Missiles and Magnolias: The South at War

Magazine cover with black and white photo of landscape with large buildings in the background and warplane flying overhead, text reads "Missiles and Magnolias: the South at War"

This article originally appeared in Southern Exposure Vol. 30 No. 1/2, "Missiles and Magnolias: The South at War." Find more from that issue here.

On December 8, 1941, the United States rose to the startling news that it was at war. Pearl Harbor had been bombed, and a nation once torn over joining the violent conflagration of Europe’s great powers decided to put differences aside, and unite for battle.

In the outreaches of rural Georgia, residents of the sleepy town of Marietta — a struggling Atlanta satellite — viewed the events of December 1941 with interest. What they couldn’t know is that due to the events of December, they, just like their country, would soon be thrust onto the world stage of conflict.

Washington was scrambling to find a place to mass-produce a “superbomber” that could answer Pearl Harbor, and their eyes soon turned to Marietta. The town boasted a can-do attitude, a large pool of unemployed workers, a union-free business climate — and leaders willing to hand over the local airport to sweeten the deal. So it was with great fanfare that, in January 1942, town officials announced that Marietta had won dibs for Air Force Plant #6, Bell Aircraft Company’s coveted facility to build the B-29 bomber.

Overnight Marietta went from small town to boom town. Plant #6 would put 28,000 Georgians to work, churn out hundreds of aircraft, and create a mammoth manufacturing infrastructure over the next three years. After the war, the factory switched over to Lockheed Aircraft Corporation, but its military ties proved lasting: today, the plant is still a favored source of Pentagon air power, and employs more Georgians than other business in the state.

Of course, Georgia wasn’t the only place to be remade by militarism. Marietta is just one of dozens of Southern cities that saw their fortunes rise with America’s World War II ascendance as a global military power.

Today, more than any other region, the South remains ensnared by the politics, economics and culture of war, reaping the rewards — and shouldering the burdens — of administering a seemingly permanent military-industrial complex. The region hosts more than its share of war business; elects the most hawkish politicians to office; and supplies 42 percent of the nation’s enlistees — all products of the unique relationship with militarism that took root in Marietta and the South half a century ago.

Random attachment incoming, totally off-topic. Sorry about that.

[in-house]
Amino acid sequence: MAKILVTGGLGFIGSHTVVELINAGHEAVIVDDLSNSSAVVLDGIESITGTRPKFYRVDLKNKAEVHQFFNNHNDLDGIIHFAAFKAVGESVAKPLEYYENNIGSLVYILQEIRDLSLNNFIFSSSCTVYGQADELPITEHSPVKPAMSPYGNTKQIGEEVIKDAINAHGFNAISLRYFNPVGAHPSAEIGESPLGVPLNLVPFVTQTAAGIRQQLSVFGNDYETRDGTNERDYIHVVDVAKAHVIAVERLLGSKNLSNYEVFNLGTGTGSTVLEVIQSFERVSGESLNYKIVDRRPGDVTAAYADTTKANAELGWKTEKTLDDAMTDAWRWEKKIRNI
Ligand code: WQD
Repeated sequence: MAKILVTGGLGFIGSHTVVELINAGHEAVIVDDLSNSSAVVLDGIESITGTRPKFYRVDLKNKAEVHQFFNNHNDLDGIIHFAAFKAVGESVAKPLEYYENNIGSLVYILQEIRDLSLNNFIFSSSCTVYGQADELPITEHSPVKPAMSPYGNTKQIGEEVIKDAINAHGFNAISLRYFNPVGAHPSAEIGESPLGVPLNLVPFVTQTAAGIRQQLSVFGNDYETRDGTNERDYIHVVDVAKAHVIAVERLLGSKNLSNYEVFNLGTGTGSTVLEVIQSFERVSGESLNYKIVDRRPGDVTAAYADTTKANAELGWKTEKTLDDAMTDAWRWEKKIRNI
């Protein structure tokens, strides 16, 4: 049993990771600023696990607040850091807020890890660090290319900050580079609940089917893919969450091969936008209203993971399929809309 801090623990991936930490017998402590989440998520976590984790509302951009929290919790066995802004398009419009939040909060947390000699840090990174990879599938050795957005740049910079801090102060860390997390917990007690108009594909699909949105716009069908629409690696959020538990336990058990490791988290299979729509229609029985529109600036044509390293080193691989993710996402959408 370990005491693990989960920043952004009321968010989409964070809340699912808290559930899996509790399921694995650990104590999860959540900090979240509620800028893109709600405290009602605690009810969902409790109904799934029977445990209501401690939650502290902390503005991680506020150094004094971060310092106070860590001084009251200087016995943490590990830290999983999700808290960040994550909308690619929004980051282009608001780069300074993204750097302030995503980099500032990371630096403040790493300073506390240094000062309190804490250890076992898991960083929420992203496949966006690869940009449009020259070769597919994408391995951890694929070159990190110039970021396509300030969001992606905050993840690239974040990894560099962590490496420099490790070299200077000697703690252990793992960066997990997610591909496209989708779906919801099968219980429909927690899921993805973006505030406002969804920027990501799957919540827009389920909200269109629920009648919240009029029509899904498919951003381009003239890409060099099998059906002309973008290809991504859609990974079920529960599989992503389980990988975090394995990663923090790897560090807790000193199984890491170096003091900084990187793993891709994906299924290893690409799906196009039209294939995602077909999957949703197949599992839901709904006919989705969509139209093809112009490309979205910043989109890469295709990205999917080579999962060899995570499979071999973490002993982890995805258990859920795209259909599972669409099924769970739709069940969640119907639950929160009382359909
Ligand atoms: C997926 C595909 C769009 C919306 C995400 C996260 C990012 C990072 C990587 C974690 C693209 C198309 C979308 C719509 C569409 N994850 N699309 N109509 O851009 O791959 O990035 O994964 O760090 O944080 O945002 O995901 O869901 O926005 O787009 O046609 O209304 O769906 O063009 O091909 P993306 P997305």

“The Good War”

In 1938, President Roosevelt commissioned the Report on Economic Conditions of the South, and the findings study found, “is a belt of sickness, misery, and unnecessary death.” Upon the study’s release, Roosevelt famously concluded that the U.S. South was “the nation’s number one economic problem.”

Yet only six years later, Donald M. Nelson, Chair of the U.S. War Production Board, found a South that “has rubbed Aladdin’s lamp” and is poised to enter “the vanguard of world industrial progress.”

Separating these warring views of Southern fortunes, of course, was World War II, a watershed moment for the expansion of U.S. geopolitical influence and the rise of Southern economic prowess.

Companies like Bell Bomber, Lockheed Aircraft, and General Dynamics flooded into the South to do wartime business, pumping some $4 billion worth of military production into the Southern economy. This was only 17.6 percent of the national total — lower than the South’s share of population — but far surpassed the region’s industrial capacity entering the war.

Lockheed Martin and the Making of the Southern War Economy

Lockheed Martin, a company with roots in southern California, targeted the U.S. military as its perfect market — and the Sunbelt as its perfect home — from World War II onward. The vast physical space, cheap labor, anti-union climate — and vigorous federal wartime spending to rescue the region from the Depression — were optimal growing conditions for incubating a dominant economic institution.

The three major design and production facilities of Lockheed’s Aeronautics division represent the stunning economic emergence of the Sunbelt in the postwar years. Headquartered in Fort Worth, Texas, Aeronautics also has major production facilities in Palmdale, California, and the Atlanta suburb of Marietta.

Lockheed’s fortunes also rose with the political ascendance of New Deal Democrat Lyndon Johnson. As Senate Majority Leader in 1954, Johnson presided over an explosive era of military expansion, and upon succeeding John F. Kennedy to the presidency, Johnson made sure the north Texas aerospace industry was a major beneficiary of the escalating war in Vietnam.

In 2002, with another Texan in the White House, Lockheed Martin and the military-industrial complex — along with the oil industry — again dominate the political system. Former Lockheed senior vice president, Democrat Norman Mineta, joined George W. Bush’s cabinet as secretary of transportation. From 1975 to 1995, Mineta represented California’s Silicon Valley in the House of Representatives, a district where Lockheed businesses pulled in more than $2 billion from the Pentagon last year.

Another Bush cabinet member, Secretary of Veterans Affairs Anthony Principi, was senior vice president of Lockheed’s Integrated Solutions division.

It’s not only the executive branch that is locked into the war posture by Lockheed’s military lobby. For years, Lockheed has generously larded the campaign coffers of legislators — both Democrats and Republicans — in Texas, Georgia, and California.